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Flanagan's Wake and The Baritones



Flanagan's Wake and The Baritones, Noble Fool Theater Company. The seven-year-old Flanagan's Wake is still a fresh, silly carnival of a show, powered by a warm cast and the audience's goodwill. Partly scripted and partly improvised, this parody of an Irish wake--complete with dancing, drinking, and fighting--asks audience members to say how Flanagan died (in the show I saw, he drowned in a vat of beer), tell what his hobby was, and provide other details. But unlike most improv shows, it also involves the audience later, encouraging a rousing rendition of "Too-ra-loo-ra-loo-ral" and convincing a few brave souls to sing "Danny Boy" and dance a jig onstage.

Among the characters are Fiona Finn (Jean Winkler), Flanagan's fiancee of 30 years, who humps his coffin; her pugilistic brother Mickey Finn (Mickey Houlahan); a humorously incomprehensible matriarch (Brendan Kelly in drag); and a boxing priest (Mark Czoske). All mingle with the audience before the show and during intermission--and all seem to be having such a good time that even when the improvisations are uninspired, laughter reigns.

The same cannot be said of the company's late-night show, a parody of the hit Mafia series The Sopranos. But the night I attended was Noble Fool's first at their temporary home on Randolph, so the show's flatness and technical glitches might be attributable to the unfamiliar space.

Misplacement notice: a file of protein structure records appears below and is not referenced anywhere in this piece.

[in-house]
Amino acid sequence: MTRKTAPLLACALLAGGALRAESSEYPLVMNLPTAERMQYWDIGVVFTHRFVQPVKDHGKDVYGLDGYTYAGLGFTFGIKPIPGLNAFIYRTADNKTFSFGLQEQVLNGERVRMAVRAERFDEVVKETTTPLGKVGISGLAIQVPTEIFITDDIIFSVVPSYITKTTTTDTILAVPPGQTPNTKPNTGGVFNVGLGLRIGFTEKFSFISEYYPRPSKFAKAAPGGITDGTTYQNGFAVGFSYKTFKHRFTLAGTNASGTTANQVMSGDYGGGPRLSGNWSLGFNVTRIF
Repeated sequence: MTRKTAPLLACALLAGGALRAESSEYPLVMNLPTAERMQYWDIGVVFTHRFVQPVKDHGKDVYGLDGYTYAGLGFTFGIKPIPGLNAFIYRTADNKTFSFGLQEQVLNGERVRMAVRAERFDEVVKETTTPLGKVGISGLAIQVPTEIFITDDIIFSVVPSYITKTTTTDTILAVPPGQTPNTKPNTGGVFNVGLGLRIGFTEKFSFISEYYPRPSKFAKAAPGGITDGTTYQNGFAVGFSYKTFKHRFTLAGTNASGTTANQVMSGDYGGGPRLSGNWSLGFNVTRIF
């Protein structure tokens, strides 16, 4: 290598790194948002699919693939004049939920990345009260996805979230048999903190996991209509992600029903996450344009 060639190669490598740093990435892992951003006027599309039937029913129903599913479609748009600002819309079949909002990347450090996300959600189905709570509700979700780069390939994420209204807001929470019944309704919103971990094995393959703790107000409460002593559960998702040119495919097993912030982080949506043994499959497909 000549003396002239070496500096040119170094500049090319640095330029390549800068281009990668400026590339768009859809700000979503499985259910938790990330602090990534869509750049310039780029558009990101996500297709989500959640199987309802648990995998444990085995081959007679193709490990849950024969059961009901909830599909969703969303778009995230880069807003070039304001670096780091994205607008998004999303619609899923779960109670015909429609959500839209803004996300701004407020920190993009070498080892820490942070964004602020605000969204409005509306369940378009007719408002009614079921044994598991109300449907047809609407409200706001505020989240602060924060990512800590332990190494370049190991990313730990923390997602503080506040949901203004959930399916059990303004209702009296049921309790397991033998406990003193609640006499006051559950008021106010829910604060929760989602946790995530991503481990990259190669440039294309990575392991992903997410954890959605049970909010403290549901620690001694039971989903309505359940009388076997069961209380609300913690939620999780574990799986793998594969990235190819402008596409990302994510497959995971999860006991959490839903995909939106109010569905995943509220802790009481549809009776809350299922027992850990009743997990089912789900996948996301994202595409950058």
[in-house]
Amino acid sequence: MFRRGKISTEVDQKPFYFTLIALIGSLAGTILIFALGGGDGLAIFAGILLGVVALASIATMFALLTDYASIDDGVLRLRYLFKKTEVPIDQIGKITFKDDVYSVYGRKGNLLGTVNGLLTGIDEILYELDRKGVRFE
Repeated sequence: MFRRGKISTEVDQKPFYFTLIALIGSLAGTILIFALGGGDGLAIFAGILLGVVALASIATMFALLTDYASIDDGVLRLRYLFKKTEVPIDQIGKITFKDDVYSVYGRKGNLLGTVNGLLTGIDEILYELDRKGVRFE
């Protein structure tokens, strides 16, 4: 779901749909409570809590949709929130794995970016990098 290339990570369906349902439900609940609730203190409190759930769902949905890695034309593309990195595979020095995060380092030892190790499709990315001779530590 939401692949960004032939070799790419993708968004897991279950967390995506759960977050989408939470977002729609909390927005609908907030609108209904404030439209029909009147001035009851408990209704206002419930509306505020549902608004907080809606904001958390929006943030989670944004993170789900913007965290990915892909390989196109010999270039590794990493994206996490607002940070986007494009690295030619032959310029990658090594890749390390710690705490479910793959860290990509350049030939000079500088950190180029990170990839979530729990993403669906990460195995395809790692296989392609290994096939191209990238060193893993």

Fully improvised, The Baritones takes only two audience suggestions, working them into an episode peppered, like the original, with four-letter words. And like its inspiration, this show works best when contrasting the Baritones' troubled home life with the business of murder and extortion. But the scenes are so short that most end before the actors have found their groove. Only Tim Schueneman and Lynda Shadrake manage to be consistently funny and responsive, though Jack Bronis as Tony has several bright spots, especially when he lets the audience see his mind working. Sopranos fans should get a kick out of the cast's mob poses and plays on the original, but wise guys will stick to the more entertaining Flanagan's Wake.

--Jennifer Vanasco

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